Kid's Stuff -- Books About Bears
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Wow. Who could have ever imagined there could be so many children's books about bears? And that so many of them could be so good? Yeah, yeah, I know: in reality we are their food... but they look so cute and fuzzy in the books! Any suggestions for books we've missed...?




"Jesse Bear, What Will You Wear"
Written by Nancy White Carlstrom
Illustrated by Bruce Degen
(Simon & Schuster, 1986)

In general, the Jesse Bear series is a little too syrupy for me, verging on the icky-sweet. The writing can also be a little cluttered or awkward. However, it hits a chord with the little ones, and provides a recurrent character for children who enjoy that sort of thing. The artwork is cheerful and packed with cute details and diversions that are fun to talk about, if slightly cluttered at times. This is the first Jesse Bear book, and focusses on the clothes that Jesse puts on at various times of the day -- PJs, outdoor clothes, There's one confusing part where he says he'll "wear" his highchair during lunch -- the passage doesn't make much sense, though I suppose it's meant to be written off as an imaginative, childish flight, but other than that, this volume is nice enough, in an innocuous kind of way. The writing isn't great, nor are the rhymes, but it's still an enjoyable book. (C+)


"How Do You Say It Today, Jesse Bear?"
Written by Nancy White Carlstrom
Illustrated by Bruce Degen
(Simon & Schuster, 1992)

Not that great. The book's theme is the passing of the calendar year, with signal events or emblematic passtimes depicted in each month -- ringing in New Year's Eve, drawing valentines, flying kites in Spring, etc. The connecting thread is a little hard to track -- for example, why is the emphasis on "today," rather than by month, and why is Jesse "saying" it with various activities? (ie, "I say it with kites today...") The illustrations are engaging, but the text is disjointed and awkward, and difficult to read aloud. Can't say I'd recommend this one. (C-)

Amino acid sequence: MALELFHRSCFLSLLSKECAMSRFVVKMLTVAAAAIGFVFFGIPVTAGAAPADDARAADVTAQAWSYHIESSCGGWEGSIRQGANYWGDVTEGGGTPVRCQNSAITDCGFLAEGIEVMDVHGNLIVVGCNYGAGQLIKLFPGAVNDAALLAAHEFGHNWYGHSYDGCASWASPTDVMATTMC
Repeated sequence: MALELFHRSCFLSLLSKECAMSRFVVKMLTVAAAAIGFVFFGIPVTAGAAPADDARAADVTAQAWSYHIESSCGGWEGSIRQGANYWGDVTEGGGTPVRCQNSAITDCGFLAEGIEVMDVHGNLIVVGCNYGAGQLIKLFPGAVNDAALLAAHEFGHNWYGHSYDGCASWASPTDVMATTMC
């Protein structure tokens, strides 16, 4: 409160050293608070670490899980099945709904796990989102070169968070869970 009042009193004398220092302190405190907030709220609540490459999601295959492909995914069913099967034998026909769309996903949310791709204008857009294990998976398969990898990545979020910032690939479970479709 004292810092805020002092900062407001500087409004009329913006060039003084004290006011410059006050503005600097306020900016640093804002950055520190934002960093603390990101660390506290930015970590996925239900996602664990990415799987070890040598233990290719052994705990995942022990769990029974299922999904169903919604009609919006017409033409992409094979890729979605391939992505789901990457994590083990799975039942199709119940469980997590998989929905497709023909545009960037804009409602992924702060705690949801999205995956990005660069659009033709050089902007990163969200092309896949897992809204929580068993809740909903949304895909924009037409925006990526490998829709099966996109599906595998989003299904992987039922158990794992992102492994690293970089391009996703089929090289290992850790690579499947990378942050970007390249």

"Let's Count It Out, Jesse Bear"
Written by Nancy White Carlstrom
Illustrated by Bruce Degen
(Simon & Schuster, 1996)

A painfully belabored counting book, with no narrative flow and a visual layout and conceptual structure that are difficult to understand. About as much fun as watching paint peel, and fairly ineffective as a teaching tool. At least it didn't work for our family... Anyway, there are a bazillion books that cover the same concepts, oh, so much better. (D)


"What A Scare, Jesse Bear"
Written by Nancy White Carlstrom
Illustrated by Bruce Degen
(Simon & Schuster, 1999)

This is one of the best-written of the Jesse Bear series, with a rhyme pattern that scans easily all the way through and is mostly pretty fun to read. The Halloween-based story is about Jesse's first time going trick-or-treating; the little bear has to work out a few anxieties about scary masks, etc., but it's nothing too heavy, and in the end a good time is had by all. Lots of cute details in the artwork, and if you're headed towards Halloween, this is a pretty good book to help build the excitement. Worth a spin. (C+)


"A Story For Bear"
Written by Dennis Haseley
Illustrated by Jim Lamarche
(Harcourt/Silver Whistle, 2002)

This is kind of an odd one, but it might capture the imagination of bookish, older kids... An adolescent bear cub comes into contact with humans via a woman spending the summer at a cabin in the woods... every day the woman sits out in a lawn chair to read books, and the bear is fascinated by what she is doing. Eventually, she sees him, and gains his trust, inviting the bear to sit at her feet while she reads aloud from the mysterious square things with the strange markings in them. The story is told from the bear's point of view, so we are told that he doesn't understand what the woman is saying, but the bear loves how she says the word, absorbing the emotions even if the words don't mean anything. What's funny about this book is that the bear is presented in a naturalistic manner, as a feral, wild animal, cautious of humans, but consumed by curiosity about what she is doing. Now, of course, if this were really true to life, he would have eaten her long ago, or at least carried her refrigerator off into the forest, but I suppose we can make allowances for poetic license... As it is, it's a nice fable about nature meeting civilization, and a metaphor for how children learn to love books... It doesn't entirely hang together for me, but I'm sure many readers will find it utterly charming. Great artwork, too. (B)


"Kiss Good Night"
Written by Amy Hest
Illustrated by Anita Jeram
(Candlewick, 2001)